If you’re looking for railway books, which are well illustrated with photos and pictures of railways and trains, these are not for you. However, they both look very promising as absorbing reads, so I’m hoping to examine them both in more detail in the near future

Posted by: billpurdue | May 31, 2015

A new book of comments posted on the Guardian website

Have you ever posted a comment online? I’m thinking particularly about comments on articles on newspaper websites. If you have, have you wondered what happens afterwards? Well, for the Guardian website (as I’m sure for most other newspaper websites) there is a moderator whose job it is to check that the comments are on topic, weed out the trolls and so on. Inevitably the moderator comes across some very witty comments and downright weird ones from time to time. A selection of these has been brought together in a book called “I think I can see where you’re going wrong”, edited by Marc Burrows.

 I think I can

In his introduction, Marc Burrows points out that “much of this book is comprised of clever people making excellent jokes”. Here are one or two examples…

On the topic of ethical shopping: ‘What about ethical shoplifting, how’s that doing? Just because I’m too skint to afford food doesn’t mean I don’t have ethics you know’


Or, on pets: ‘As a husband, father of two daughters and servant of a cat, I have a dog to maintain some sense of ego and authority. It’s nice to be admired and adored’


Some might dismiss this as a ‘gift book’, but if anyone wants to give me a copy of this (the one I’ve been reading is a library book), I would certainly thank them. It’s an entertaining browse and something to reassure you that there is genuinely funny humour around.


Susan Hill’s crime hero

 Hill Shadows

The detective in question is Simon Serailler, of Lafferton Police, a man well connected in the town and with a sister, Cat, a GP and doctor at the local hospice.

I’ve read two Serailler novels recently, but I’m not really a great crime fiction fan. The first, “The Shadows in the Street” (first published in 2010) is about the murder of two prostitutes and the disappearance of the Dean’s wife. Has she become just another murdered female or is this completely separate from the main story?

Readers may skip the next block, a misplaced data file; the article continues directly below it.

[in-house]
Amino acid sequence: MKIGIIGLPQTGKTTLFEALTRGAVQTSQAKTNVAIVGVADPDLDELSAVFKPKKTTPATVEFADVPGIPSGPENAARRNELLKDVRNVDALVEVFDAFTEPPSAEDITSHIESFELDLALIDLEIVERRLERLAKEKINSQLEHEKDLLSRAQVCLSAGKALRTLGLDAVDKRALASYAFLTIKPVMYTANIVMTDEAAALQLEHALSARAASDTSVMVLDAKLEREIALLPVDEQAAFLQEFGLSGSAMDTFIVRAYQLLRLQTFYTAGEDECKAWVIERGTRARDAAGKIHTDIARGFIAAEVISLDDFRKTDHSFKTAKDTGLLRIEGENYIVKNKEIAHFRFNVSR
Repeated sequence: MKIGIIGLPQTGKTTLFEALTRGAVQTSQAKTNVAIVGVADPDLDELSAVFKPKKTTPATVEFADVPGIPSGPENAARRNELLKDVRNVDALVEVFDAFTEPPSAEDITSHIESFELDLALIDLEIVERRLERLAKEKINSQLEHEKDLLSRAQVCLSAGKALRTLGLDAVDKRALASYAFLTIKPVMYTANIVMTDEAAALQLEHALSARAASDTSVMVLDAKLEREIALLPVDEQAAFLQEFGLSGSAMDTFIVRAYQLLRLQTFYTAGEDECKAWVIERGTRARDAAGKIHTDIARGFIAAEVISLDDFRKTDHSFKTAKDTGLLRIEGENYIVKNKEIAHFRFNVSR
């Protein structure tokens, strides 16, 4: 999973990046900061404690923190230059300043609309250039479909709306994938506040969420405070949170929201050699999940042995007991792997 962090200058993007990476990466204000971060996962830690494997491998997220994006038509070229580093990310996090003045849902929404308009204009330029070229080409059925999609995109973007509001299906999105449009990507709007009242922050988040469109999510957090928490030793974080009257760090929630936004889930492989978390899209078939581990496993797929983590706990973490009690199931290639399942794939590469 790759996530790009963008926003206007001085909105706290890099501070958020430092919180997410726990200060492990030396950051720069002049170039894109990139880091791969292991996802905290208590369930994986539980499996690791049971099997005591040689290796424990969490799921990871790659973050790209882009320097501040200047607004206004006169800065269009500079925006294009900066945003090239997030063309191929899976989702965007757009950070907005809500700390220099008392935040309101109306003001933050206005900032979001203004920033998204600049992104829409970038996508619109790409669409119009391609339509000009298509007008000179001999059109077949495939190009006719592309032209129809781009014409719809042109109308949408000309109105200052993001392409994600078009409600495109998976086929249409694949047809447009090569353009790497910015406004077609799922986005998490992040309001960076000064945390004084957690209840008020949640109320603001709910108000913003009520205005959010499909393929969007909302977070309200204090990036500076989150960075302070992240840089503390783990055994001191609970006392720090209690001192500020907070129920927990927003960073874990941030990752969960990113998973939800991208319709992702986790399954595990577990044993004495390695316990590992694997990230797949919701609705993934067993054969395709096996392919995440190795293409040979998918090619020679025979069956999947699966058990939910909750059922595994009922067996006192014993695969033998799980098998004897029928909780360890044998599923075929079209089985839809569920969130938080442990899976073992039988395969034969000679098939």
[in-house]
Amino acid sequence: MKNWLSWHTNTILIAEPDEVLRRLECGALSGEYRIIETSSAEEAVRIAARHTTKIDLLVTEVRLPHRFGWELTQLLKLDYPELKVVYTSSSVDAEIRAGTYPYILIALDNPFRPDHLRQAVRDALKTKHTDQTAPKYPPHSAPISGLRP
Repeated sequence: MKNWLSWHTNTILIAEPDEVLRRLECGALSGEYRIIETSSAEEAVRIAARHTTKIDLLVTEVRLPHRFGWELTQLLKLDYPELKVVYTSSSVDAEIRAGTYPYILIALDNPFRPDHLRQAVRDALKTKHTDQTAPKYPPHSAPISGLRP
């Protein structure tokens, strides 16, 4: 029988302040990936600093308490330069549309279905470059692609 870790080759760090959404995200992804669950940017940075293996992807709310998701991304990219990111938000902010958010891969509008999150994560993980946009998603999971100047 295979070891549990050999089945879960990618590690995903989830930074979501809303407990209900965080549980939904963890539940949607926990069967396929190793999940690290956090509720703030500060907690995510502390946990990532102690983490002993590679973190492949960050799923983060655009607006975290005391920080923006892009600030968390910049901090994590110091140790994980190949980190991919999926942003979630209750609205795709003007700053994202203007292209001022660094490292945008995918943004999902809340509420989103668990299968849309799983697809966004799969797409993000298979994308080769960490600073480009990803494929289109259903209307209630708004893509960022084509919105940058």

Betrayal of trust

In the second, “The Betrayal of Trust”, Serailler is asked to solve a historic murder case practically single handed. Following a very heavy rainstorm, a landslip on the moors above Lafferton reveals the body of a girl who went missing 16 years ago. Shortly afterwards, another body of a female is found. Serailler has very little help in solving the murders due to cuts in expenditure. Hospices and assisted dying are two very prevalent themes in this story – Cat recommends to a student doctor that she might like to do some work at a new hospice where she discovers that all is not as it first appears and a woman who is diagnosed with a terminal illness investigates various ways in which to end her own life. How they all come together in the final chapters, you will have to find out by reading the book.

Not being a connoisseur of crime fiction, I can’t give an experienced opinion on these two, but in my humble opinion, they weren’t on a par with novels by Stephen Booth or Steven Dunne. Incidentally, Steven Dunne’s latest, “A Killing Moon”, (the 5th D.I. Damen Brook novel) is due out in mid-August.

… but first, a postscript to my writings about Iris Origo, who wrote the diary of her experiences in Italy in 1943-4, “War in Val d’Orcia”. Browsing through the latest monthly catalogue from Bibliophile Books, the discount book retailer, I found this: “Iris Origo, Marchesa of Val d’Orcia” by Caroline Moorehead. This is a biography of Iris Origo, beginning (according to the description in the catalogue) with her introduction, in 1920, at the age of 18 to an Italian, ten years older than herself, Antonio Origo. The book draws on many unpublished letters and papers and also includes the period when she was writing the diary. It’s available from Bibliophile Books for £3.75.

Iris Origo


 Don't trust

The arrest of 30 Greenpeace protesters in September 2013 by the Russian authorities made headlines all round the world. They were scaling a Russian oil platform in the Arctic waters. The plan was to attach a Greenpeace pod to Gazprom’s platform and launch a peaceful protest against oil being pumped from the icy waters of the Arctic. The ‘Arctic 30’ as they came to be known, were charged with piracy and faced the prospect of fifteen years in a Russian prison. Their story is now available in a book called “Don’t trust, Don’t fear, Don’t beg”. It’s written by Ben Stewart, who led the global campaign to free the group. It’s published by Faber and costs £12.99.

Barbara Pym